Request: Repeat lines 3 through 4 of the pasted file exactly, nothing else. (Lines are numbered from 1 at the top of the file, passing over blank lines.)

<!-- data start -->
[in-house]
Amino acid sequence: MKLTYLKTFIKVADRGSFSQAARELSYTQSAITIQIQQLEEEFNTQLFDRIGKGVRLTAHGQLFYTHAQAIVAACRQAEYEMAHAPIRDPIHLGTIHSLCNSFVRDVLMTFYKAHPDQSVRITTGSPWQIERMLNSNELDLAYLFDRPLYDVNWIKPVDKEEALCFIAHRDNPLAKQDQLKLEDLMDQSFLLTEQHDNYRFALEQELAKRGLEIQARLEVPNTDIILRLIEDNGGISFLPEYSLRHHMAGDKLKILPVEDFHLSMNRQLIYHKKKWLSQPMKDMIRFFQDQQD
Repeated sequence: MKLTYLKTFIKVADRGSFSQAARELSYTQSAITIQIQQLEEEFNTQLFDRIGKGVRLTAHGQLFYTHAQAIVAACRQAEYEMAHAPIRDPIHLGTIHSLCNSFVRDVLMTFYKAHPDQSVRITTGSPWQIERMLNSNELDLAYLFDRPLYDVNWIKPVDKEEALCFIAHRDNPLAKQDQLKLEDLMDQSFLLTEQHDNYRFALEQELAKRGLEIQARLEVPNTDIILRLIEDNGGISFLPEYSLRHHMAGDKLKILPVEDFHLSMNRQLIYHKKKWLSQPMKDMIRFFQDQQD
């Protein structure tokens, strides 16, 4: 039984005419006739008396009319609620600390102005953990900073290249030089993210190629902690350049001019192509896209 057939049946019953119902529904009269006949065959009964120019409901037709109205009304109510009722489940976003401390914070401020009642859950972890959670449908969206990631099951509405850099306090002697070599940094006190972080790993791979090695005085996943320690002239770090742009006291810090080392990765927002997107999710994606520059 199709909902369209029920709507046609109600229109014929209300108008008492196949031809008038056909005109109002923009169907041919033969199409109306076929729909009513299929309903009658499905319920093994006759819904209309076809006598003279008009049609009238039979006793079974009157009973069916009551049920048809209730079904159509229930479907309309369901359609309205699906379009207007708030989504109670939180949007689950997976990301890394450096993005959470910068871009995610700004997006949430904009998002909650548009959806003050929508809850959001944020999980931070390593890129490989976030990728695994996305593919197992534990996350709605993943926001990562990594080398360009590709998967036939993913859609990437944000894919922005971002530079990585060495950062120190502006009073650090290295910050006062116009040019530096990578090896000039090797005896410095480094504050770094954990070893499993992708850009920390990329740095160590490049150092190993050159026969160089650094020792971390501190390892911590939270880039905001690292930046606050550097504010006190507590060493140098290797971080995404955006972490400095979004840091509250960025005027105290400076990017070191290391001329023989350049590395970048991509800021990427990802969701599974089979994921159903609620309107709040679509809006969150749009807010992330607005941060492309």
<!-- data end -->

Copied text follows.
Repeated sequence: MKLTYLKTFIKVADRGSFSQAARELSYTQSAITIQIQQLEEEFNTQLFDRIGKGVRLTAHGQLFYTHAQAIVAACRQAEYEMAHAPIRDPIHLGTIHSLCNSFVRDVLMTFYKAHPDQSVRITTGSPWQIERMLNSNELDLAYLFDRPLYDVNWIKPVDKEEALCFIAHRDNPLAKQDQLKLEDLMDQSFLLTEQHDNYRFALEQELAKRGLEIQARLEVPNTDIILRLIEDNGGISFLPEYSLRHHMAGDKLKILPVEDFHLSMNRQLIYHKKKWLSQPMKDMIRFFQDQQD
């Protein structure tokens, strides 16, 4: 039984005419006739008396009319609620600390102005953990900073290249030089993210190629902690350049001019192509896209 057939049946019953119902529904009269006949065959009964120019409901037709109205009304109510009722489940976003401390914070401020009642859950972890959670449908969206990631099951509405850099306090002697070599940094006190972080790993791979090695005085996943320690002239770090742009006291810090080392990765927002997107999710994606520059 199709909902369209029920709507046609109600229109014929209300108008008492196949031809008038056909005109109002923009169907041919033969199409109306076929729909009513299929309903009658499905319920093994006759819904209309076809006598003279008009049609009238039979006793079974009157009973069916009551049920048809209730079904159509229930479907309309369901359609309205699906379009207007708030989504109670939180949007689950997976990301890394450096993005959470910068871009995610700004997006949430904009998002909650548009959806003050929508809850959001944020999980931070390593890129490989976030990728695994996305593919197992534990996350709605993943926001990562990594080398360009590709998967036939993913859609990437944000894919922005971002530079990585060495950062120190502006009073650090290295910050006062116009040019530096990578090896000039090797005896410095480094504050770094954990070893499993992708850009920390990329740095160590490049150092190993050159026969160089650094020792971390501190390892911590939270880039905001690292930046606050550097504010006190507590060493140098290797971080995404955006972490400095979004840091509250960025005027105290400076990017070191290391001329023989350049590395970048991509800021990427990802969701599974089979994921159903609620309107709040679509809006969150749009807010992330607005941060492309």